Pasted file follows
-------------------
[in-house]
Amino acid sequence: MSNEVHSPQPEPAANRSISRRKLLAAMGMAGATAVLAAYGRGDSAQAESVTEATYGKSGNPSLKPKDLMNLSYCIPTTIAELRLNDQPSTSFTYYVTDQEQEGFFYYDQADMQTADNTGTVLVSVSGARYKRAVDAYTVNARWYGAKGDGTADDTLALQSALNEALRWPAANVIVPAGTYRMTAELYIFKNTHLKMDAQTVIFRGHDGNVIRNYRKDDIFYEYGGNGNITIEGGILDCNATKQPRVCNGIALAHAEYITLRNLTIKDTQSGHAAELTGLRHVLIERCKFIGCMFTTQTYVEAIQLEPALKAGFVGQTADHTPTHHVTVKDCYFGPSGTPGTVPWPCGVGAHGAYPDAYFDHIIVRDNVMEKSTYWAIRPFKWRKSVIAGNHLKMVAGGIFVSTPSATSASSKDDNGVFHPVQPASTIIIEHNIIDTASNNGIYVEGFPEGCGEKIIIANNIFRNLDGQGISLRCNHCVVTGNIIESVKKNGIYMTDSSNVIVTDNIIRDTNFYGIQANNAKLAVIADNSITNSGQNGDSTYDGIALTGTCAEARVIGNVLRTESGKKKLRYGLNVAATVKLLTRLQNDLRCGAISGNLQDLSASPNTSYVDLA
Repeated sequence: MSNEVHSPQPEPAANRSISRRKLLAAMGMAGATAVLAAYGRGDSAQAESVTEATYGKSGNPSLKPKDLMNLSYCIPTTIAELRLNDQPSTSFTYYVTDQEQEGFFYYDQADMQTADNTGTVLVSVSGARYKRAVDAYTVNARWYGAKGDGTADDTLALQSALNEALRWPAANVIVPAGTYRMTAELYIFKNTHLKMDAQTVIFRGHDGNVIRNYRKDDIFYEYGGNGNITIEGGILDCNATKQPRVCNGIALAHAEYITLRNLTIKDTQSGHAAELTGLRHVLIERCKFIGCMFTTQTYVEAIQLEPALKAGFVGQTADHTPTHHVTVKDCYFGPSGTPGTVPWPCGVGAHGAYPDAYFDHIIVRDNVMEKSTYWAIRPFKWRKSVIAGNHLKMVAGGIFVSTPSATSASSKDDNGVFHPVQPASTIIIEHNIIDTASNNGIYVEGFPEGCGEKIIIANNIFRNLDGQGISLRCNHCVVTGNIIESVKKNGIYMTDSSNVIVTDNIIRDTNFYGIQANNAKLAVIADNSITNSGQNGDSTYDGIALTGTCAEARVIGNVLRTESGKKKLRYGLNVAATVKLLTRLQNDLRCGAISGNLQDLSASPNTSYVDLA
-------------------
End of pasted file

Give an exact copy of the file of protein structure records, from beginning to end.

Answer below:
[in-house]
Amino acid sequence: MSNEVHSPQPEPAANRSISRRKLLAAMGMAGATAVLAAYGRGDSAQAESVTEATYGKSGNPSLKPKDLMNLSYCIPTTIAELRLNDQPSTSFTYYVTDQEQEGFFYYDQADMQTADNTGTVLVSVSGARYKRAVDAYTVNARWYGAKGDGTADDTLALQSALNEALRWPAANVIVPAGTYRMTAELYIFKNTHLKMDAQTVIFRGHDGNVIRNYRKDDIFYEYGGNGNITIEGGILDCNATKQPRVCNGIALAHAEYITLRNLTIKDTQSGHAAELTGLRHVLIERCKFIGCMFTTQTYVEAIQLEPALKAGFVGQTADHTPTHHVTVKDCYFGPSGTPGTVPWPCGVGAHGAYPDAYFDHIIVRDNVMEKSTYWAIRPFKWRKSVIAGNHLKMVAGGIFVSTPSATSASSKDDNGVFHPVQPASTIIIEHNIIDTASNNGIYVEGFPEGCGEKIIIANNIFRNLDGQGISLRCNHCVVTGNIIESVKKNGIYMTDSSNVIVTDNIIRDTNFYGIQANNAKLAVIADNSITNSGQNGDSTYDGIALTGTCAEARVIGNVLRTESGKKKLRYGLNVAATVKLLTRLQNDLRCGAISGNLQDLSASPNTSYVDLA
Repeated sequence: MSNEVHSPQPEPAANRSISRRKLLAAMGMAGATAVLAAYGRGDSAQAESVTEATYGKSGNPSLKPKDLMNLSYCIPTTIAELRLNDQPSTSFTYYVTDQEQEGFFYYDQADMQTADNTGTVLVSVSGARYKRAVDAYTVNARWYGAKGDGTADDTLALQSALNEALRWPAANVIVPAGTYRMTAELYIFKNTHLKMDAQTVIFRGHDGNVIRNYRKDDIFYEYGGNGNITIEGGILDCNATKQPRVCNGIALAHAEYITLRNLTIKDTQSGHAAELTGLRHVLIERCKFIGCMFTTQTYVEAIQLEPALKAGFVGQTADHTPTHHVTVKDCYFGPSGTPGTVPWPCGVGAHGAYPDAYFDHIIVRDNVMEKSTYWAIRPFKWRKSVIAGNHLKMVAGGIFVSTPSATSASSKDDNGVFHPVQPASTIIIEHNIIDTASNNGIYVEGFPEGCGEKIIIANNIFRNLDGQGISLRCNHCVVTGNIIESVKKNGIYMTDSSNVIVTDNIIRDTNFYGIQANNAKLAVIADNSITNSGQNGDSTYDGIALTGTCAEARVIGNVLRTESGKKKLRYGLNVAATVKLLTRLQNDLRCGAISGNLQDLSASPNTSYVDLA